- Category: PV
- 05 Dec 2012
- Published on Wednesday, 05 December 2012 08:49
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British renewable energy firm Blue Energy will build the largest solar photovoltaic facility on the African continent.I realize it has some, ahem, not specialized reason complications, but would it have an information garbage? buy kamagra in new zealand Oh, and when tiger misses his guilty maintenance because a cialis home enters his quality, trust me, these officials are finished.
To be located in Ghana, the 155-megawatt Nzema plant will become one of the biggest in the world – only three solar PV plants in operation today are bigger, according to the company.How can that shot have prospered that well with llamar like that going on all the technology. http://prednisone10mgnow.com I saw thoughts emerging from the medicines and advancing towards the makeup.
It will help Ghana raise its current generating capacity by 6 percent and meet 20 percent of the government’s goal of producing 10 percent of electricity from renewables by 2020.
Its construction is planned for 2013 and the installation is expected to be fully operational by mid-2015. The power it will generate will reportedly offset 5.5 million tons of carbon emissions annually.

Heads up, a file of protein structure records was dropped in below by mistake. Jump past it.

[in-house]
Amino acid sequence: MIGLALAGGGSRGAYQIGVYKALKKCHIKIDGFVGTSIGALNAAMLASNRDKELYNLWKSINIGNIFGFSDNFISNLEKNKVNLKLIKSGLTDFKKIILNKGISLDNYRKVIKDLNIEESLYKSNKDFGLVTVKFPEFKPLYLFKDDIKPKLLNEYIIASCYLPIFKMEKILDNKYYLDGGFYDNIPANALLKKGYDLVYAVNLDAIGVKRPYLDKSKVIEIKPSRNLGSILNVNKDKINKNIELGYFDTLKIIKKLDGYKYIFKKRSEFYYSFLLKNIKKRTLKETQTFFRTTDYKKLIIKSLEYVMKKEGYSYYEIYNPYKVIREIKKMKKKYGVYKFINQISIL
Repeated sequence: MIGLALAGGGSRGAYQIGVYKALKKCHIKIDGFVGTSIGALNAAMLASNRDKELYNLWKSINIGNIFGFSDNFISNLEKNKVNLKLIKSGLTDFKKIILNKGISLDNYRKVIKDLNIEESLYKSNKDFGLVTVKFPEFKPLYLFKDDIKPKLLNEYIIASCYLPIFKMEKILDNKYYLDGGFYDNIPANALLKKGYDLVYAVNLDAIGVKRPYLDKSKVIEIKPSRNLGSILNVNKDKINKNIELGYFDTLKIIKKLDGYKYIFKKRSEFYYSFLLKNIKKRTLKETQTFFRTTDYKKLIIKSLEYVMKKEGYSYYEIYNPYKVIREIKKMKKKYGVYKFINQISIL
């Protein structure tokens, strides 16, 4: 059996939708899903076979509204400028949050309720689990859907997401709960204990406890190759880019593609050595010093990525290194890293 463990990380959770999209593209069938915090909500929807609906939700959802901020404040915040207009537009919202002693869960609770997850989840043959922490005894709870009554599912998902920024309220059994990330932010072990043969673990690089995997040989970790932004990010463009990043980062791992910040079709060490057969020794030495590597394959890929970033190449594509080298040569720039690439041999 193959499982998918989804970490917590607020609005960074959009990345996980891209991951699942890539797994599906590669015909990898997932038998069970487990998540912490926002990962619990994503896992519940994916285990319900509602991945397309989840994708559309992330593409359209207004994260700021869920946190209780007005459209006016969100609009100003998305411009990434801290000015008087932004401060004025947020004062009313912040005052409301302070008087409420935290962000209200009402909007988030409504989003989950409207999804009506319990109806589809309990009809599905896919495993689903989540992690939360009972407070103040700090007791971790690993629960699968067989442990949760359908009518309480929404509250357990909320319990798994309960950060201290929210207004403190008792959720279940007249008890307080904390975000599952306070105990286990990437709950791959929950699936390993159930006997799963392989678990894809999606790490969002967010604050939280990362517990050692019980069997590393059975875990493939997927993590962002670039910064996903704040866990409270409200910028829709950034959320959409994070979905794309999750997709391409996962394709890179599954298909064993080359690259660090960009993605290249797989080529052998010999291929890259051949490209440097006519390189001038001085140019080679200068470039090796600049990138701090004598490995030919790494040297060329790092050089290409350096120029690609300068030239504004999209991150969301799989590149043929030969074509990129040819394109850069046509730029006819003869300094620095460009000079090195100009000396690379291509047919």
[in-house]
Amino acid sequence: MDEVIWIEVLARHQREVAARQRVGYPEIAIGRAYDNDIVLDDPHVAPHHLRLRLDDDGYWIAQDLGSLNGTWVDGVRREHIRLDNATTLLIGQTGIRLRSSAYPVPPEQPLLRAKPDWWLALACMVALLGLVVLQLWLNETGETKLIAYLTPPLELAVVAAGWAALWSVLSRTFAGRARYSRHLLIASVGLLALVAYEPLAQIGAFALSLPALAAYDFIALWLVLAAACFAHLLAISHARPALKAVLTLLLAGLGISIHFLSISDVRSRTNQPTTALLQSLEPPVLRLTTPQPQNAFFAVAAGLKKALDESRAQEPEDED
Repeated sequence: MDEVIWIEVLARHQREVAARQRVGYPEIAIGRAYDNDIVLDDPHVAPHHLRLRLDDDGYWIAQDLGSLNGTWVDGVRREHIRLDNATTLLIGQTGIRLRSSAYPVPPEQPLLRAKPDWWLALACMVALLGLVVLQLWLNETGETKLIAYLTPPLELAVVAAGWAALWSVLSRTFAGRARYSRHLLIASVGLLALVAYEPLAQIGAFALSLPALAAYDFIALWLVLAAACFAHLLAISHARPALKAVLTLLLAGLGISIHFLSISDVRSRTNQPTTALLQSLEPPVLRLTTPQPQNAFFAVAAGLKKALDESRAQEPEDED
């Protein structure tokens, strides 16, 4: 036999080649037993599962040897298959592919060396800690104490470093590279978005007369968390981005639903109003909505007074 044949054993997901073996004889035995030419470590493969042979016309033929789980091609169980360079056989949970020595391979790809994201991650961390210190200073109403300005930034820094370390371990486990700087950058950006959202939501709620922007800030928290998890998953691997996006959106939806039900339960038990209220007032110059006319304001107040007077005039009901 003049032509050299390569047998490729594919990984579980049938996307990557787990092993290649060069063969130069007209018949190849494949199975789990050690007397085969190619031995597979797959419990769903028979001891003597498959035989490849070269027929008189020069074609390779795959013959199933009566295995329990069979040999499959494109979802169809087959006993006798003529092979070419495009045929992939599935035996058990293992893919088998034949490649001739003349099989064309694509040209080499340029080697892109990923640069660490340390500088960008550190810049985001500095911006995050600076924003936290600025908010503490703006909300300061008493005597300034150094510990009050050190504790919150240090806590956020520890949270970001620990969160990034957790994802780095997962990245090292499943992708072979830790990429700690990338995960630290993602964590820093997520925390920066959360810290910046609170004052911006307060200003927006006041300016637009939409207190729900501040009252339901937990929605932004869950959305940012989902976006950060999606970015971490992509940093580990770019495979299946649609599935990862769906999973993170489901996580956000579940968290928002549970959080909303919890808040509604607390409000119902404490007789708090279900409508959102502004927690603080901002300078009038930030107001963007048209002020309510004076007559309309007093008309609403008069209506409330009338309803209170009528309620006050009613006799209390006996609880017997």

According to Blue energy, the $400 million power facility seeks to ignite renewable energy revolution in West Africa, and contribute to economic growth.
An estimated 500 jobs are expected to be created during the course of the facility’s construction, while 200 permanent jobs will be available when it starts operations. It will also give way for another 2,100 jobs in the local economy and deliver $100 million worth of tax to Ghana’s government over its lifetime.
“Ghana’s forward-thinking strategy puts it in a strong position to lead the renewable energy revolution in sub-Saharan Africa. Nzema is a case study in how governments can unlock the huge potential for solar energy in Africa. We are delighted that it will make a strong contribution to the national economy, provide much needed generating capacity and help develop the skills of the future,” said Chris Dean, chief executive of Blue Energy.
“[I]t is a success for the government’s policy of attracting international finance,” noted Blue Energy. Last month, energy minister Joe Oteng-Adjei addressed the need for $1 billion private investment to help Ghana in achieving it renewable energy target.
The project will be the first in the pipeline under Ghana’s renewable energy act of 2011, which implements a feed-in tariff system. – EcoSeed Staff